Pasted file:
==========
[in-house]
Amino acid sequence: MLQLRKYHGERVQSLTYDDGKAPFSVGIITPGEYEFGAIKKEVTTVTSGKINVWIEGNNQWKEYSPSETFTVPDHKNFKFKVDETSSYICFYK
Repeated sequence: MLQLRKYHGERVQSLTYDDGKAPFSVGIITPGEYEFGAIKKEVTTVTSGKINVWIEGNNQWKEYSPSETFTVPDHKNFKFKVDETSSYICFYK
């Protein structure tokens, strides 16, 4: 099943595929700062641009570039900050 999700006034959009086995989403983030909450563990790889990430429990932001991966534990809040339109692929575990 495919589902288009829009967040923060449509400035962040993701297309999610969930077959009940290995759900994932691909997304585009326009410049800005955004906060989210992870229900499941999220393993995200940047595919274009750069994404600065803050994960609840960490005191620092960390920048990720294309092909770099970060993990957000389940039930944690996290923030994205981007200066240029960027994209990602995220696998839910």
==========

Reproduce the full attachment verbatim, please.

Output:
[in-house]
Amino acid sequence: MLQLRKYHGERVQSLTYDDGKAPFSVGIITPGEYEFGAIKKEVTTVTSGKINVWIEGNNQWKEYSPSETFTVPDHKNFKFKVDETSSYICFYK
Repeated sequence: MLQLRKYHGERVQSLTYDDGKAPFSVGIITPGEYEFGAIKKEVTTVTSGKINVWIEGNNQWKEYSPSETFTVPDHKNFKFKVDETSSYICFYK
């Protein structure tokens, strides 16, 4: 099943595929700062641009570039900050 999700006034959009086995989403983030909450563990790889990430429990932001991966534990809040339109692929575990 495919589902288009829009967040923060449509400035962040993701297309999610969930077959009940290995759900994932691909997304585009326009410049800005955004906060989210992870229900499941999220393993995200940047595919274009750069994404600065803050994960609840960490005191620092960390920048990720294309092909770099970060993990957000389940039930944690996290923030994205981007200066240029960027994209990602995220696998839910």